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A new report from Issue One Action shows how the wealthy special interests have spread their influence under the Trump administration.

The D.C. swamp has gotten swampier under Trump, report finds

Four years after Donald Trump campaigned on "draining the swamp," wealthy special interests wielding power in Washington have only become more pervasive.

Spotlight on the Swamp, a new project launched last week by the bipartisan advocacy group Issue One Action, details how lobbying activity and spending has increased during the Trump administration, the "pay to play" system has persisted and D.C.'s ethical standards have fallen. (Issue One Action is affiliated with Issue One, which is incubating — but has no editorial say in — The Fulcrum.)

With the November election 20 weeks away, and Americans grappling with the compounded crises of Covid-19 and racial injustice, efforts to make the system more equitable and representative for everyone have become even more crucial.

To determine the extent to which the power of special interests have grown during Trump's presidency, Issue One Action's project posed three questions:

  1. Has lobbyist influence been reduced and the revolving door slowed?
  2. Has donor access and the "pay to play" system been reduced?
  3. Is D.C. more ethical and accountable?

"The answer to all three is a resounding no," the report found.

The number of registered lobbyists and the money they've spent has increased every year since 2017. Last year, nearly 12,000 lobbyists spent $3.47 billion. More than 280 lobbyists have been hired to work in the president's administration, and Trump has named more lobbyists to Cabinet-level positions than former presidents Barack Obama and George W. Bush did in their eight-year terms.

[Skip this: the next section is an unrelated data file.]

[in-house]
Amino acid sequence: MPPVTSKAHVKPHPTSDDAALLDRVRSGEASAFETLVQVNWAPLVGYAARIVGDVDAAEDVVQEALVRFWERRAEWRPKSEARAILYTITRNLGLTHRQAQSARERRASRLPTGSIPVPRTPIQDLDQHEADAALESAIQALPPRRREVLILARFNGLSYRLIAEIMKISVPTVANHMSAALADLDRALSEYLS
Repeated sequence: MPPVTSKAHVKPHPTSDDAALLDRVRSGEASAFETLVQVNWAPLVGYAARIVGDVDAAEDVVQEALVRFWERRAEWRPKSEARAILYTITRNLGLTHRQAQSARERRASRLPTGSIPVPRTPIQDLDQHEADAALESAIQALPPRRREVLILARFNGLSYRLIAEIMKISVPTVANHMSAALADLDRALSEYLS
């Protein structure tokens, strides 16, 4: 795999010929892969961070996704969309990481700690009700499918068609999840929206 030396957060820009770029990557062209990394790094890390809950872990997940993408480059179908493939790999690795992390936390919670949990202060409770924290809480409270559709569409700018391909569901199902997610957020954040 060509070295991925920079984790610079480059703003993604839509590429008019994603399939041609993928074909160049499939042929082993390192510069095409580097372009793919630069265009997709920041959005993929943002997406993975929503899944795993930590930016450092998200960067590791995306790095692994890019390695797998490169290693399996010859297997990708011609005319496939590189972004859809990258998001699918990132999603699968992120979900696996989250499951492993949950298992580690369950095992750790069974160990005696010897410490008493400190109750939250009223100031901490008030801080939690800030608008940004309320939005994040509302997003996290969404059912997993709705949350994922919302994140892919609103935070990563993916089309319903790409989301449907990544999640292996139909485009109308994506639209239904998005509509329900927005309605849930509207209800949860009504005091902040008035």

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Trump also hasn't addressed the growing presence of "dark money" in elections. Since the Supreme Court's 2010 Citizens United decision, undisclosed donors have spent more than $1 billion. Additionally, more than 3,100 conflicts of interest within the president's administration have been flagged over the last three years.

"The facts are abundantly clear. More than ever, Washington, D.C., is a place where wealthy special interests buy access and influence and have an outsized say in government policymaking," said Issue One Action Executive Director Meredith McGehee.

While these problems didn't start with Trump, they have escalated during his presidency, according to Issue One Action, which outlines two dozen solutions the Trump administration or Congress could take to reduce the influence of special interests and strengthen federal accountability standards. For instance, Congress could pass legislation to extend a mandated "cooling off" period between government officials leaving office and starting lobbying jobs. Other suggestions include releasing the White House visitor logs and nominating more qualified candidates to the Federal Election Commission.

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